Australia needs to have a new foreign policy

Contributed by Joe Montero

The immediate impact of the US presidential election on Australia is that the need for a change in foreign policy has become a priority.

The rise of Donald Trump is part of the working out of that country’s deepening economic and political malaise. Americans want change. Trump got up with the Republicans securing a million fewer votes than they did going against Obama last time. The Democrats wore a greater part of the popular anger. They were the incumbents. More had been expected from the Obama administration and it did not deliver. They also chose a poor candidate. Many have commented on the rebellion against the political elite. It is true.

The rebellion has also meant the entry of a maverick loose cannon into the Whitehouse. Although it is a product of the existing instability, it promises to add even more instability. Therefore, exactly what is going to happen is unknown. What we do know is that the level of risk has risen. It affects the United states and the world. It certainly affects Australia.

This adds instability and risk to the world. It adds instability and risk to Australia.

The two most important centres of political tension are Europe, together with the Russian border and China. Conflict in the Middle East and Persian Gulf are related to the first two. American foreign policy has for some set the priority on encircling Russia and China. they are the two countries with the capacity to challenge American global supremacy.

Given the logistical problems, economic, military and political, of facing down enemies on two fronts, American diplomacy has been to get Europe to commit to supplying more armaments and troops to NATO deployment on Russia’s borders.

It is on the cards, given the difficulty the US faces in taking on more military interventions that the use of trade war will become more pronounced. Donald Trump has said he will do this. Trade wars cause economic damage and invite retaliation. They can morph into shooting wars. Australia’s involvement will hurt Australia. If conflict with China intensifies, the Australian economy stands to be seriously hurt, our living standards will decline, and as a nation become a global pariah.

Meanwhile, American naval presence has been strengthened in the Pacific and Indian Oceans. The present conflict in the South China see over a group of islands is an outcome of this. It is bound up with controlling and arming the waterways on China’s southern border and to control major trade routes that China uses in its trade with threat of the world.

A weakening of American diplomatic power and the unpopularity of entering into new wars at home has seen an increasing shift to conflict by proxy. WikiLeaks has shown through the Clinton emails how far this had gone in Syria, and Libya and Iraq before. The proxy approach has led to the arming of ISIS and other terror groups.

Other countries will be pushed to become more involved. Australia is already an American proxy. Trump has announced the intention of taking pressure on China up to a new level. Australia will be pushed to take a part in this. An abrasive American foreign policy will increase the risk of escalation. China happens to be our number one trading partner.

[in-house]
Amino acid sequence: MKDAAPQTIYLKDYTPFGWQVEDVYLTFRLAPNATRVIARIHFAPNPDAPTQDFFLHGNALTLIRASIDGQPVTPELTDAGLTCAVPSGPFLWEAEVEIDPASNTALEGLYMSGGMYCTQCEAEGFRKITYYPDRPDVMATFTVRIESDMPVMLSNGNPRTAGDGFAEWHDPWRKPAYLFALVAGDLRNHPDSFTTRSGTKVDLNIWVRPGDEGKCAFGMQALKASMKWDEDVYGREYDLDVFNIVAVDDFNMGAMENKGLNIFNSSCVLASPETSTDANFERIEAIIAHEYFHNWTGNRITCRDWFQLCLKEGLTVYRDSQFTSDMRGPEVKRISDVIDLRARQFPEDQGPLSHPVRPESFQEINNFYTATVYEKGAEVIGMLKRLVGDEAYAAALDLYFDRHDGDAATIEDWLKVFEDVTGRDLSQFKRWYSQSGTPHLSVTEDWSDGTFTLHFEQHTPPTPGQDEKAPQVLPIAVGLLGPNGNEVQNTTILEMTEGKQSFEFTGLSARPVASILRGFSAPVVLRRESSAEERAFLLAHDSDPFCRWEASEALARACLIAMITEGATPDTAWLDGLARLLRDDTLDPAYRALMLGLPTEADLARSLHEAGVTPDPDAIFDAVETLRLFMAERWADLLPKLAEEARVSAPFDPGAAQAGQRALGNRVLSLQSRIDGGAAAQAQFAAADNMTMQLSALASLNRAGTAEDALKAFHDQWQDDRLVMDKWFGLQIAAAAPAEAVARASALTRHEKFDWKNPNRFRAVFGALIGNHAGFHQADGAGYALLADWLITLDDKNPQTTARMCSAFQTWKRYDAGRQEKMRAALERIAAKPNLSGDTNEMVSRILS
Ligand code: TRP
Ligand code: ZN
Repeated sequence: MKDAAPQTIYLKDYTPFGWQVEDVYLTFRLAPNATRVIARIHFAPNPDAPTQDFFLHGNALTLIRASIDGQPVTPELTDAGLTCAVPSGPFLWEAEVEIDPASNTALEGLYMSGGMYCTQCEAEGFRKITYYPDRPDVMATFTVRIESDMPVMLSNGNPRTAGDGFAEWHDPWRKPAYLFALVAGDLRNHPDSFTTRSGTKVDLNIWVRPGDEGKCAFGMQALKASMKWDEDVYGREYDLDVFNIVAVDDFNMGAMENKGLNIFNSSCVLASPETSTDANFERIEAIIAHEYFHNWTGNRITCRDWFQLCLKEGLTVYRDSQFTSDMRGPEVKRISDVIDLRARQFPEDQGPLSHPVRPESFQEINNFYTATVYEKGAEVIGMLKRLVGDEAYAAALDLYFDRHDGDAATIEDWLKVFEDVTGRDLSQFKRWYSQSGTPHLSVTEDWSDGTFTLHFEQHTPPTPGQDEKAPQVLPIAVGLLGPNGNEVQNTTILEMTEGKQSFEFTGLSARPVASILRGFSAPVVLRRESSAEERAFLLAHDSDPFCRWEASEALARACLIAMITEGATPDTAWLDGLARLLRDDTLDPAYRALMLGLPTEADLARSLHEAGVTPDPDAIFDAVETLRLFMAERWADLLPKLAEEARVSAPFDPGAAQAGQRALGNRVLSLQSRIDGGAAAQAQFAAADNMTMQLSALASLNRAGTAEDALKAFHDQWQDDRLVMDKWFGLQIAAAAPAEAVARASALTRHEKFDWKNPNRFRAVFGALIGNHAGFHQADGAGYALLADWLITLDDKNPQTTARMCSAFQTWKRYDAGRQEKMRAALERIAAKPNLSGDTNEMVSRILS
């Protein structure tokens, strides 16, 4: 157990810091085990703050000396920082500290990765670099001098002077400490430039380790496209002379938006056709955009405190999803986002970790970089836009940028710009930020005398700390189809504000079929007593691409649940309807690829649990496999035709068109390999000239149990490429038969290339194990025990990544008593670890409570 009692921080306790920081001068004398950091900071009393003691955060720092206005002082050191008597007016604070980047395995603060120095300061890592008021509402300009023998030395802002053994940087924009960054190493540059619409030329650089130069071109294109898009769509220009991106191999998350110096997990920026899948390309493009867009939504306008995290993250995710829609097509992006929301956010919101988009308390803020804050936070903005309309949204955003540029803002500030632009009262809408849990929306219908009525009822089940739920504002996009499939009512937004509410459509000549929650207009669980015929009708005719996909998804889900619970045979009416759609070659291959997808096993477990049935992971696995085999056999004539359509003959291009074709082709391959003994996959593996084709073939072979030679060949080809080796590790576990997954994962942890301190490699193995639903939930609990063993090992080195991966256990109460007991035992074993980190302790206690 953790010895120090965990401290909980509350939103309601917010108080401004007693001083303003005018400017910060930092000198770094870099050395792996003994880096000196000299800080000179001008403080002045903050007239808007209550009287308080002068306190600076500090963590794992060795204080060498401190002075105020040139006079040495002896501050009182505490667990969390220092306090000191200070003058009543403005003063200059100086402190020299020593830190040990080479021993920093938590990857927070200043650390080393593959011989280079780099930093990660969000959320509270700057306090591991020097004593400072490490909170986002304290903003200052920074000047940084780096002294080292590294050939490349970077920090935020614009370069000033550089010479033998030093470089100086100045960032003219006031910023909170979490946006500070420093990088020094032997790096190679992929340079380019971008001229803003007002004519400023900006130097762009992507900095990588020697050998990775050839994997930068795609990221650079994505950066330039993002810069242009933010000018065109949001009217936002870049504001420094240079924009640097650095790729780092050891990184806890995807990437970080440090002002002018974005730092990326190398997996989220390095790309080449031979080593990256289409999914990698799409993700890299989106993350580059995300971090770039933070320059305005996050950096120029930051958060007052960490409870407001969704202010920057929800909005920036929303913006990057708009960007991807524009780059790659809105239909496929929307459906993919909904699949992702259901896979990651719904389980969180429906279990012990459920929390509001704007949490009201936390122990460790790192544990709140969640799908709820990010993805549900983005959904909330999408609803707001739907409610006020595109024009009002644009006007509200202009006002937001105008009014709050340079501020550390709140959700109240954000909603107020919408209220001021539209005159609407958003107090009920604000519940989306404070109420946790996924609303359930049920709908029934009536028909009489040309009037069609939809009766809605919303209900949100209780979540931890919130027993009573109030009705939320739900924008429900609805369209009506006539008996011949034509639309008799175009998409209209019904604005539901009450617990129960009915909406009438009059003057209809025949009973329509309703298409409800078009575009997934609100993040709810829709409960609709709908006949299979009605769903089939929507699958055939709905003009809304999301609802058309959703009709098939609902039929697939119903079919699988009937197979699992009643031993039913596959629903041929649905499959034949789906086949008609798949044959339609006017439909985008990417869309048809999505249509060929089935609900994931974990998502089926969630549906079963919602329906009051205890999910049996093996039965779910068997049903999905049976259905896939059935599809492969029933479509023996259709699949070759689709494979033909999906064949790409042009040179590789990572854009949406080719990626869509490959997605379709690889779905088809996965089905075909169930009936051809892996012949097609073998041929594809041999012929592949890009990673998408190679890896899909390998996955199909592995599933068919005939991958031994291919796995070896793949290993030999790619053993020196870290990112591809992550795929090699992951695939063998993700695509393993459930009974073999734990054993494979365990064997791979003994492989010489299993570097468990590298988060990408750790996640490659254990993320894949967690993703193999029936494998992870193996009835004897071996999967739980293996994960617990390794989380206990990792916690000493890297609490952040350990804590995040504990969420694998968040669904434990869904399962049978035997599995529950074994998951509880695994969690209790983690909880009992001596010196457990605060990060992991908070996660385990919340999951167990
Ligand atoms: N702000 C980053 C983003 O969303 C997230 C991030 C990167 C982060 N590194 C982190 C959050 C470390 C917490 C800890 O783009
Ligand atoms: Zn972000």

We live in the Asian region and it is moving towards exerting greater independence from Washington and developing as the new global economic power house. Australia needs to be part of this. Instead, Australia continues to serve as deputy sheriff to what is seen as American corporate interests, working to hold back the emergence of Asia. The rise of Asia is not limited to, but bound up with the rise of China.

Australia’s existing foreign policy of all the way with the USA, no matter what, is not in Australia’s interest, Asia’s or that of the rest of the world. Australia’s deputy sheriff foreign policy has to be replaced by an independent foreign policy.

Today’s priority for the world is to secure a peaceful environment in which all nations can exist, without external threat to their national viability and where the citizens of each country can, choose their own future, without being dictated by big power politics. The world needs to raise respect between nations treating that treats all as equals; where all are working for mutual advantage and not the exploitation of one by another. Australia’s new foreign policy must adopt these principles.

Only on the basis of securing these principles, can a more peaceful environment come into existence and the threat of war brought down. The alternative, is to continue along a path that will lead in the direction of a new world war.

A more peaceful environment will not only prevent war, but will provide the conditions to properly tackle poverty and inequality and the building of a sustainable future global economy. These goals must also be in Australia’s new foreign policy.

Australia’s military is integrated into the American military and often acts under the command of the Pentagon. No nation should allow so much control over tis own military.  Australia’s military should be designed to protect our people and nationhood, not to secure another’s economic and political interest elsewhere.

Australia also has a long list of communication and spy centres that are used in shooting and trade wars. They have to go for our own safety.

Australia must also be freed from negative trade links that inhibit our capacity to make our own choices and deal with other countries in a fair and mutually beneficial way. Existing foreign policy gets in the way of  this.

Since the dominance of the west is coming to an end and Asia is emerging, Australia’s new independent foreign policy has to be geared towards further integration into our region and doing this on the basis of equal and mutually beneficial partnerships.

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